Holistic Nursing Advice For A Pre-Nursing Student

  1. For a few years now I've been interested in nutrition, specifically "traditional" or back-to-traditional. Being a procrastinator, I haven't gone very far.. although I did recently switch to raw milk! Anyway, I'm reading Nourishing Traditions by Sally Fallon, and it's got me thinking about my future in nursing. How can I, in good conscience, not tell patients everything I know to try to help them? I'm assuming this is frowned upon in the medical community. Further more, it seems a lot of people (at least my friends and family) are skeptical (as in unwilling to try) of organic, raw and fermented foods. If I "offend" a patient's sensibilities with my advice, can I get in trouble? If I don't feel I'm helping people to the best of my knowledge and abilities, I won't be satisfied in my work.
    Also, what can you do with holistic nursing, and what is the pay like? I'm in the Pittsburgh area and I've done a little research. It seems there's a mix of scam and honest practice when it comes to holistic/alternative/whatever, so I'm not sure what's what. I'm hoping to get advice from experienced nurses with holistic views or even students who share my views. Comments on any related subject are appreciated!
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    About futurernfarmer

    Joined: Sep '09; Posts: 62; Likes: 28
    Staff Nurse; from US
    Specialty: Abdominal Transplant


  3. by   futurernfarmer
  4. by   maketheroadbywalking
    I'm also very interested in this area of nursing, have you had any luck identifying nursing programs with this specialty? In my googling, I came across this website - http://www.ahna.org/ - but I'm having a hard time understanding what the path is to become a holistic nurse. It seems like maybe you start with a regular RN, and then from there are able to take courses and training to work towards a specialty in holistic nursing, but I'm uncertain.

    What kind of programs are you looking into - accelerated BSN, normal BSN, MSN? I have a BA in history, and am hoping to start pre-requisite courses in January to enter an ABSN program in 2013.

    Hope we can get some information from someone that has answers to these questions!
  5. by   haktaj
    I too have been interested for over a year or two in alternative health care. More interested in Medicinal Nutritional Therapy and Herbs. I have searched many programs most online. not too interested in that . There were only 4 campus programs, cant remember all the locations but one was in Washington, i think the other in Ohio. None of these places are close to me.
    I was given this advice once; just began to talk about what you know to people( as a nurse you can do this), friends, family, and patients. The more you talk about it the more you will research it, the more you will put yourself in the right places.
    Not sure that i took that advice very well.
    I'm looking for some guidance as well.
  6. by   papayas
    Holistic nursing is not something usually taught in schools as you are describing. If you have not chosen a career yet, I would suggest looking around at other options. Definitely do some shadowing. You may want to consider becoming an naturopathic doctor, chiropractic, etc... I understand those fields do not meet the description of a nurse, but right now there are very few options for holistic nurses. Unless you want to be a pioneer, and it will not be easy, I think you would have a challenging road ahead. The jobs that do exist are few and do not pay very well. I am sorry to be negative. I do hope others will respond and with a better outlook.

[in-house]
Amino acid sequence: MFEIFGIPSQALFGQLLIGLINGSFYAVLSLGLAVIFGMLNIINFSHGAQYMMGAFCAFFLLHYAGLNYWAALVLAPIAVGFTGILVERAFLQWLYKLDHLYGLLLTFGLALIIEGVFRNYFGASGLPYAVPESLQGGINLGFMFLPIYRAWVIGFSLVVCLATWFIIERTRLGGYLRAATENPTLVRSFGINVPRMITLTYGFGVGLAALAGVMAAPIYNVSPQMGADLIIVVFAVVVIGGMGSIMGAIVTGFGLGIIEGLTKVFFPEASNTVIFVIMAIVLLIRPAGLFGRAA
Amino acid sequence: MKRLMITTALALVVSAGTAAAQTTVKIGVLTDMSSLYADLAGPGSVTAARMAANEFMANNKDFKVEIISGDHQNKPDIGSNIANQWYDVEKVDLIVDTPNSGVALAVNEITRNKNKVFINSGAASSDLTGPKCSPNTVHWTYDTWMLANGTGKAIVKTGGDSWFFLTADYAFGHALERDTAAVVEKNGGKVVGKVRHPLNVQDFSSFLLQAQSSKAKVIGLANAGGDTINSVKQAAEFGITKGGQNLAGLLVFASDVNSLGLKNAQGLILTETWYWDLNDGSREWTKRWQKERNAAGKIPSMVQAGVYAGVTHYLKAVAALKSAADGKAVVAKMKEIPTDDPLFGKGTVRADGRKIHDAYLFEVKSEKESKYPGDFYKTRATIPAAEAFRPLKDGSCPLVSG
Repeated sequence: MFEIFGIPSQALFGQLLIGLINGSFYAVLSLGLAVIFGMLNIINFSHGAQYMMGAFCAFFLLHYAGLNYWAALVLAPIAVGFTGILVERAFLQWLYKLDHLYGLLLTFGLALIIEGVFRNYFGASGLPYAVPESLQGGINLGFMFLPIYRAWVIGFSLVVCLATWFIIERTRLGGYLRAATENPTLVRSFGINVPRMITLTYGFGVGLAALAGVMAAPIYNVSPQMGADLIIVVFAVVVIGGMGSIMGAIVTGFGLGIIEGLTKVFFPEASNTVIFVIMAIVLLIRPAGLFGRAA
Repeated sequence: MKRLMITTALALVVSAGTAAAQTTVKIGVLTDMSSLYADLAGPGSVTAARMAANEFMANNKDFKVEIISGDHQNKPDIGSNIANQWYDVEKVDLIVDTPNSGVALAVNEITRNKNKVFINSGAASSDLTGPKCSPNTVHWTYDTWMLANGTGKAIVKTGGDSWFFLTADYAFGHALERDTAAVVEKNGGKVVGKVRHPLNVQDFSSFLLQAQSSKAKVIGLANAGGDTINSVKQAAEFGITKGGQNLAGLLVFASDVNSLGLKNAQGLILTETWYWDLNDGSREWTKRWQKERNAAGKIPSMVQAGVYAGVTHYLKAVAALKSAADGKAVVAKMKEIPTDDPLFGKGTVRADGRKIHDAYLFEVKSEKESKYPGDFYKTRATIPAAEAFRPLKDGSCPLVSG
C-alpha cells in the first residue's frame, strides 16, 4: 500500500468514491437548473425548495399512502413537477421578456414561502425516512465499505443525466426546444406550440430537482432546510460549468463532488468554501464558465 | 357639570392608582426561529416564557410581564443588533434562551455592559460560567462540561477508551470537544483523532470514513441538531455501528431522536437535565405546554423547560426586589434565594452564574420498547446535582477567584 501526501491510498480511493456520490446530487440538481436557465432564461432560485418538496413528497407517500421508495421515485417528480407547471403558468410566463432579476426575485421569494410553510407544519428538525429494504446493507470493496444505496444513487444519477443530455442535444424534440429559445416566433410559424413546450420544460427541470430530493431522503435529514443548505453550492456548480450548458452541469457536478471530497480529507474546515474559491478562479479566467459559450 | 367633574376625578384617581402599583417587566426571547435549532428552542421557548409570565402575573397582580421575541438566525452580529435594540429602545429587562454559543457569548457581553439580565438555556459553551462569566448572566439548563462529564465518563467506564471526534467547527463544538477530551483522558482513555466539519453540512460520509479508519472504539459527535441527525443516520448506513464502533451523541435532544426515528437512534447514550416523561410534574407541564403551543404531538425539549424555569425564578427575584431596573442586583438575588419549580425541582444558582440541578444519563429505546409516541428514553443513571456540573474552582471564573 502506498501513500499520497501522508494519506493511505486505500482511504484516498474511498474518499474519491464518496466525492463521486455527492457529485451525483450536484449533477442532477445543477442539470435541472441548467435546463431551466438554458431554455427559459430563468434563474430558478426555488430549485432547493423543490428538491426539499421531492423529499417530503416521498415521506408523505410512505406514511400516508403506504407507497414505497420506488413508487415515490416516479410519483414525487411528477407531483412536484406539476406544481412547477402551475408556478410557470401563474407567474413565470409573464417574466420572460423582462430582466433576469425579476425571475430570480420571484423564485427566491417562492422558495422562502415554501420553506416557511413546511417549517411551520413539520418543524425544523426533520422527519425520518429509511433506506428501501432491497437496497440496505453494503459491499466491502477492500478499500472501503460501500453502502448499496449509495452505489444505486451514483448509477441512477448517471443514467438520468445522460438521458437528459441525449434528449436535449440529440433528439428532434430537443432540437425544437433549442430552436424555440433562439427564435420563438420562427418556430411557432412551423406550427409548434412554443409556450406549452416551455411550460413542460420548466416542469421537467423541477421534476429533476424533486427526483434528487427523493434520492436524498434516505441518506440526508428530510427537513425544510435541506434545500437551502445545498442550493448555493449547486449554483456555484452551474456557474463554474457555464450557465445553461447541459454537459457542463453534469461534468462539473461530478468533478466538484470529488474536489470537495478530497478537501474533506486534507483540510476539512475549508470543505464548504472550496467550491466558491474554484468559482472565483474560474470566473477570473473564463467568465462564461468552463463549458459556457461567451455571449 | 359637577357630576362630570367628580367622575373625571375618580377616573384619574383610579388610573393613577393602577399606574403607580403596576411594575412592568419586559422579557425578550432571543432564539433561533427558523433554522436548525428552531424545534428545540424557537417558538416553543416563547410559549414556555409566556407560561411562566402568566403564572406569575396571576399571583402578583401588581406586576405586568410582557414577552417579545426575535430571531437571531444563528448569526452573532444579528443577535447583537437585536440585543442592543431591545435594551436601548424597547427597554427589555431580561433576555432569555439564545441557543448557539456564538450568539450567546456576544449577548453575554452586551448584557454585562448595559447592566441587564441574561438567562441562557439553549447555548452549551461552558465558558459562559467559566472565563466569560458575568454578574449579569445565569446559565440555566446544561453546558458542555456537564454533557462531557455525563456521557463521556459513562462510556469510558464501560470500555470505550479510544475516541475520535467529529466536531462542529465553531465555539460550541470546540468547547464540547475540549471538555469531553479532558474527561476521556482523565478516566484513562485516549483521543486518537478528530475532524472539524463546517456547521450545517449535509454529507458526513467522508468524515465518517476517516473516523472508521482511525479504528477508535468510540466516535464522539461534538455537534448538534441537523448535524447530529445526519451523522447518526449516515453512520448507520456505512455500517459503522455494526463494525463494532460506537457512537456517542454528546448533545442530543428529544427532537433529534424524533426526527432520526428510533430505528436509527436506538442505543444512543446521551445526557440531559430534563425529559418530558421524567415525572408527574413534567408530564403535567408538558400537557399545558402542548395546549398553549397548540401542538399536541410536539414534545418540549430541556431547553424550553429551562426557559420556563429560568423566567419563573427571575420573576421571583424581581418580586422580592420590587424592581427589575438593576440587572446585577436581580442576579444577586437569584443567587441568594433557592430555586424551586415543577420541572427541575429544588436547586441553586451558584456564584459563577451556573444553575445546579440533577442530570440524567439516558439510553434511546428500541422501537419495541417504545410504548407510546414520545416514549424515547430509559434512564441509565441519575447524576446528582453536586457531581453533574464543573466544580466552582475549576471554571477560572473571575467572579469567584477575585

Last edit by papayas on Aug 29, '11
  7. by   Lyndamont
    If you want to find some good information about holistic nursing, go to the American Holistic Nurses Association on the web. There is a pathway to becoming a Certified Holistic Nurse. There are many positions today for nurses in this field..especially with the rise of hospice and palliative care. Traditional as well as alternative services are beneficial for these patients--aromatherapy,reflexology,meditation,etc are all modalities that are often included in their medical treatment. Yes..you may have to practice traditional nursing and talk with the physician involved with the patient regarding alternative therapies. You will find that here in Pittsburgh, many physicians are now including these services in their overall care plan for the patient. The progress in this field has been slow, but as a seasoned RN, I have seen an increase in holistic practices. I believe it's a good time for nurses to become holistic specialists.
  8. by   tlancio
    I agree with Lyndamont, start with the American Holistic Nurses Ass. This is what I have done. They have a local chapter here in Delaware and I plan to go to their next meeting to network with Holistic Nurses and pick their brains to find out what there are doing, who they work for, etc. etc. I've been interested in Holistic Nursing for a long time now and I'm finally taking action. So my advice is to seek out nurses who are already doing what you want to do and talk with them to see how they got where they are. That's what I plan to do.
  9. by   yogalove